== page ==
Students need to respect campus

Staff Editorial

Unsigned staff editorials reflect the opinion of the majority of the editorial board.

Coming out of a whole year of online learning has taken a toll on students returning to in-person schooling. While most would say they prefer it to the Zoom-ruled classroom, there are still things that require adjusting to. 

Most notably, students have missed out on an entire year of what is considered a child’s most formative years. It’s hard to learn about oneself and develop as a member of the larger society when you are confined to the walls of your bedroom.

Take for example the class of 2025. The last time they set foot on campus was halfway through middle school as seventh graders. For many, middle school is that awkward but necessary transition between elementary and high school, going from baking soda volcanos to frog dissections and learning to be responsible for one’s own time and work. Instead, they were thrown into the dog-eat-dog world of high school, with barely any time to prepare.

Returning to campus also comes with a lot of pent up energy, slowly collecting as students anticipated the day they would find themselves walking through the gates of Cal High again, ready to make up for lost school dances and football games. 

This pent up energy combined with a lack of maturity did not come without consequences, and it manifested itself into a series of destructive events. 

Before the school year could even begin, Senior Chalk Day was ruined by a group of vandals, covering the parking-lot decorations with their own drawings of explicit and obscene imagery.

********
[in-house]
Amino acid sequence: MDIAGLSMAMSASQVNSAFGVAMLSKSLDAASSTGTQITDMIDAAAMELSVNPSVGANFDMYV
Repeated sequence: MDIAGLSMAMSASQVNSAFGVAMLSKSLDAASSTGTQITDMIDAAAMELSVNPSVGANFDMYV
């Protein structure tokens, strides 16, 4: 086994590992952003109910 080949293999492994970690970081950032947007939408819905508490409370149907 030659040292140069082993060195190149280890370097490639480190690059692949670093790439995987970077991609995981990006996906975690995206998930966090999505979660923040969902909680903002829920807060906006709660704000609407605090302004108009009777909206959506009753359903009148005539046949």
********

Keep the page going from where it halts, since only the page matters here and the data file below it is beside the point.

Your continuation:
At the first varsity football game of the year, Cal High students could be heard chanting “F**k you Antioch” to the opposing team and throwing water bottles and popcorn within the crowds of students in the stands. The following day, fences were found broken and porta-potties tipped over. 

Now, a TikTok trend known as “Devious Licks” is ripping through the country, and it has hit Cal High too. The trend encourages students to steal or destroy school property and post a video of it on social media. One such video depicted a Cal High student kicking a soap dispenser in the boys bathroom. 

Overall, students have returned to campus with a lower sense of accountability and pride for their campus and school community. Even if this attitude does not apply to each individual on campus, as a student body we must perpetuate a culture of accountability for one another. 

Now, more than ever, we need a strong sense of community to combat the obstacles that the pandemic has brought us.